Posts Tagged ‘Retro’

EG Retro: Escape From Monkey Island

By John Walker on August 8th, 2011.

Le Chuck's beard has never looked finer.

I’ve had enough of the downright prejudice against Escape From Monkey Island. When I originally reviewed it for PC Gamer in 2000, I recognised what a superb adventure game it was. And replaying it eleven years later, it remains every bit as funny, clever and well constructed. Yes, Monkey Kombat sucks beyond belief and was a stupid mistake. Yes, the camera was often poor. But the adventure game it’s all in? Well, in my Eurogamer retro, I say this:

“The humour is just wonderful. It’s certainly a damned sight funnier than the first and third games in the series, making me laugh out loud a remarkable number of times. It’s a game that understands the basics, such as: ducks are funny animals. And the complicated, like… okay – there’s nothing complicated. But there’s a lot that’s clever.”

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Eurogamer Retro: Tomb Raider Legend

By John Walker on July 18th, 2011.

She's a brave girl, existing without internal organs.

I really do like Tomb Raider Legend. Obviously I hate its boss fights, and clearly I’m not so stupid as to enjoy the QTE nonsense that occasionally infects it. But it was such a treat to see Lara brought back to life, once more in a world tailor-made for her personal jumping distance, in a way remarkably faithful to the game’s triumphant early releases. And even more so, with its surprising sense of humour. And so it is that I celebrate this, with caveats, over on Eurogamer. I say things like,

“It’s exquisitely British, too. When realising that the clues (oh yes ‘the plot’ well, Lara’s friend Amanda didn’t die when she thought she did, and there’s this sword in bits, and something about Lara’s mum, and so on) are taking them from their exotic worldwide locations to, well, Cornwall, Lara replies, ‘As in, take the M5 to the A30, Cornwall?’”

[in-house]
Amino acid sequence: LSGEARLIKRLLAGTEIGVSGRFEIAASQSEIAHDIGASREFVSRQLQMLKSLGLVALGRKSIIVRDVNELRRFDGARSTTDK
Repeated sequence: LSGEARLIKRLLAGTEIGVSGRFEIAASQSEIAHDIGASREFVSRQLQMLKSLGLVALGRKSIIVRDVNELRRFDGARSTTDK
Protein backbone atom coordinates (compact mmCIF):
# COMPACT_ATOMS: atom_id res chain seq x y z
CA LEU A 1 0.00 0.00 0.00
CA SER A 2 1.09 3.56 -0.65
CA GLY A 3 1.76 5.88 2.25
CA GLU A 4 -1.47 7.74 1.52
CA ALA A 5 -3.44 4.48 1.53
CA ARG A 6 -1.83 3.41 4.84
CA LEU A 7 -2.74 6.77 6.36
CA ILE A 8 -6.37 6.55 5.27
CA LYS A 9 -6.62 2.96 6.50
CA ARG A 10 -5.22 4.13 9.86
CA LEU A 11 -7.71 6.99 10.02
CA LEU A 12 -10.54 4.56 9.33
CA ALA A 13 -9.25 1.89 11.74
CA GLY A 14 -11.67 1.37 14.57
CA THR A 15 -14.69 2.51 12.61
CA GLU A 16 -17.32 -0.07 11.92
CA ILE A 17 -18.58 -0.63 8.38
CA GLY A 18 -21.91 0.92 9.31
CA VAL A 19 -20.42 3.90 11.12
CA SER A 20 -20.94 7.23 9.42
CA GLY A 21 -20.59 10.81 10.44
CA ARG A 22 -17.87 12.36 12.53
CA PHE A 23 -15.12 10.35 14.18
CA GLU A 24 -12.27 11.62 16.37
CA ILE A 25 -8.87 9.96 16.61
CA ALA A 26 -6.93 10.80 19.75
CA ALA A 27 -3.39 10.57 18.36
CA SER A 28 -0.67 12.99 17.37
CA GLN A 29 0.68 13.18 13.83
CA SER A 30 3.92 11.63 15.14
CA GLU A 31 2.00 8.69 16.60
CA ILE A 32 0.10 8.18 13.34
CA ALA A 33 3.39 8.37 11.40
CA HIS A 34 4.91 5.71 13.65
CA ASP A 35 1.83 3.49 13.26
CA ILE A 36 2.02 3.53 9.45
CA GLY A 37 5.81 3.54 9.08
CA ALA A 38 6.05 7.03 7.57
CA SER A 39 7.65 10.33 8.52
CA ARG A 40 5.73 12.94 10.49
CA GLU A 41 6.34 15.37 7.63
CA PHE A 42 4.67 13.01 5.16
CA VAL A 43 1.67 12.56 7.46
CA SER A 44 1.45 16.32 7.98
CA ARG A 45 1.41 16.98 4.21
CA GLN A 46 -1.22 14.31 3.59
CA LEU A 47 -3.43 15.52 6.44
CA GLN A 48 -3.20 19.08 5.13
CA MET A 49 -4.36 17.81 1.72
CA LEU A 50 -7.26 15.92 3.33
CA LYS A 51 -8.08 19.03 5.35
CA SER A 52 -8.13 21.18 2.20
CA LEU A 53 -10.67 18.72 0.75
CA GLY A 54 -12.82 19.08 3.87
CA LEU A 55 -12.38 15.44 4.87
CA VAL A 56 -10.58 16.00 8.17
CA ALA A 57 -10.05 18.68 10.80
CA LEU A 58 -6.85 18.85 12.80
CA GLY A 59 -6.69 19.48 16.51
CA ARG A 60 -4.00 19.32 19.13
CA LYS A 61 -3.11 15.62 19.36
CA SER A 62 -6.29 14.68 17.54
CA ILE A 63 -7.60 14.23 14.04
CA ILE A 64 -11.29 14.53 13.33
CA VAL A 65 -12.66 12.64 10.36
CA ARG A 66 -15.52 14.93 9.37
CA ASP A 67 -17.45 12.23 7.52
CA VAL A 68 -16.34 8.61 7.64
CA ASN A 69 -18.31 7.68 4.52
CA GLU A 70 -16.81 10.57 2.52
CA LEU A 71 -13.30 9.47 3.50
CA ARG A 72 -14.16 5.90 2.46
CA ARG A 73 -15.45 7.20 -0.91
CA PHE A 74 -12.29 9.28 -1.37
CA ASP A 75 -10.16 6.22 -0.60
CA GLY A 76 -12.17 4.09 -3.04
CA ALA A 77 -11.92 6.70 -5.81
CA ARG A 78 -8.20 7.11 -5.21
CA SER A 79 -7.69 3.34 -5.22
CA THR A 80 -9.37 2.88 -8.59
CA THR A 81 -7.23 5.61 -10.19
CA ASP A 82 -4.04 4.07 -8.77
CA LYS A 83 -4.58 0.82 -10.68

I also had a bit of an insane post-boss fight rant which didn’t make it into the final edit, that I’ve put below.

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NaClBox: Play Monkey Island In A Browser

By John Walker on May 10th, 2011.

This is a picture of Monkey Island in a browser.

That’s my slightly sensationalist tabloid headline, but it’s entirely true. So long as you own the game, etc. And via the burgeoning magic that is NaClBox. Which really does let you play Monkey Island, or indeed any other DOS game playable in DOSBox, in a web browser. If that web browser is Google’s Chrome. I know it’s true – I did it.

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Eurogamer Retrospective: Dreamfall

By John Walker on April 26th, 2011.

Pants!

Oh, so on Sunday, in the middle of our yacht-based hammocking, my retrospective of Dreamfall went up on Eurogamer. The conflict the game generates in me was interesting to explore, and once again its moving story of faith and Faith won out. For instance, I utter:

“This isn’t a game that’s worried about drawing in the kids. In fact, it’s imbued with a strong tone of melancholy that it absolutely does not let go of throughout. This is a downbeat game, and goodness knows that’s rare. But it’s not so one-dimensional as to be miserable. Within the trauma, the sadness, the directionless confusion of people’s lives, is a message of extraordinary optimism, a resounding cry of hope. Because there’s faith.”